This section of the book is from the "Household Companion: The Family Doctor" book
Articles which cause vomiting. The most important occasion for their use is when poison is known to have been swallowed. Then the quicker and the more thoroughly the stomach is emptied, the better.
Handy emetics in every house are mustard, a teaspoonful, or salt, a tablespoonful, in a teacupful of warm, not hot, water Let it all be swallowed at once; and follow it in ten minutes with another teacupful of warm water, if it has not in that time taken effect.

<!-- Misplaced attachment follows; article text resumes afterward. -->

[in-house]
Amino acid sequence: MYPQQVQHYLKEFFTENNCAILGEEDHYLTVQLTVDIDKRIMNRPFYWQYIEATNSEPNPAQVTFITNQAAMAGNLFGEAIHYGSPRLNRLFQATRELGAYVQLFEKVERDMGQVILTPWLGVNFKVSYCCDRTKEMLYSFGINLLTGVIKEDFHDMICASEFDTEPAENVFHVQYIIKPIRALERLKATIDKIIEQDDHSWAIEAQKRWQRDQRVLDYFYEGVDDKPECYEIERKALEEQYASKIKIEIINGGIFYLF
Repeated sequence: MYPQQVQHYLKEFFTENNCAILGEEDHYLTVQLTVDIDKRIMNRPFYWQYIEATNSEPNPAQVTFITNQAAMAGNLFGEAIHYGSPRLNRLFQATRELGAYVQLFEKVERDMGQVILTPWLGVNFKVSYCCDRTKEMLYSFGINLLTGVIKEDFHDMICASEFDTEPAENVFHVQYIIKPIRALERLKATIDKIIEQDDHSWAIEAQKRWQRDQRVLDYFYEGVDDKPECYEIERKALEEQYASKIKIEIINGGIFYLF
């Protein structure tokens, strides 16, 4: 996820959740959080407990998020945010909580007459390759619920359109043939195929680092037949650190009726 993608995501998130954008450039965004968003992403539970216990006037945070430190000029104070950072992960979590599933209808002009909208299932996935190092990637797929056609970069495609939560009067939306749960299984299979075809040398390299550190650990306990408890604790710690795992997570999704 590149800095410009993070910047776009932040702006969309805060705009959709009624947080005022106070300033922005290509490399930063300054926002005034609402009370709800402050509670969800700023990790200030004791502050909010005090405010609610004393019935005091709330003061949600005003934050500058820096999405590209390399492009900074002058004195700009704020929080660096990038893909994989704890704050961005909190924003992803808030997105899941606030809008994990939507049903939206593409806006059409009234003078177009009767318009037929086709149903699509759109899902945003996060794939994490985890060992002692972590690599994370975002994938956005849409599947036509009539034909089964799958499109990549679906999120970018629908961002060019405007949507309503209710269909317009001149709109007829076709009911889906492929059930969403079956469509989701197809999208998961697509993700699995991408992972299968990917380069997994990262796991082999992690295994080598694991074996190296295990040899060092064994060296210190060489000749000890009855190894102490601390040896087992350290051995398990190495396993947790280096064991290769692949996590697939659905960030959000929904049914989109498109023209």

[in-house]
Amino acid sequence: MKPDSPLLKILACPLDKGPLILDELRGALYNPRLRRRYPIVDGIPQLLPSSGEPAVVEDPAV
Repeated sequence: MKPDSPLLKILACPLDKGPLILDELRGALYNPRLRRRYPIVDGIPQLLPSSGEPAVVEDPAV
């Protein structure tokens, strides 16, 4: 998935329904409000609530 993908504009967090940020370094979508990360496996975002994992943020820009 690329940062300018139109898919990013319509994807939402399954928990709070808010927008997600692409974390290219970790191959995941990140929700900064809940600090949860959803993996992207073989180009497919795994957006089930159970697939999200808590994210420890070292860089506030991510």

Among emetic medicines, ipecacuanha is the mildest and safest, and it is usually active enough. In bad cases of croup, with formation of membrane in the throat, alum may be added to it. Of powdered ipecac a teaspoonful will usually produce vomiting; of the syrup, a teaspoonful, perhaps needing to be repeated; of the fluid extract, half a teaspoonful.
Tartar emetic (tartrate of antimony and potassium) is too severe and prostrating an emetic for use, at least as a domestic medicine. There are other mineral emetics (sulphate of zinc, sulphate of copper, etc.) which ought never to be used except under medical advice.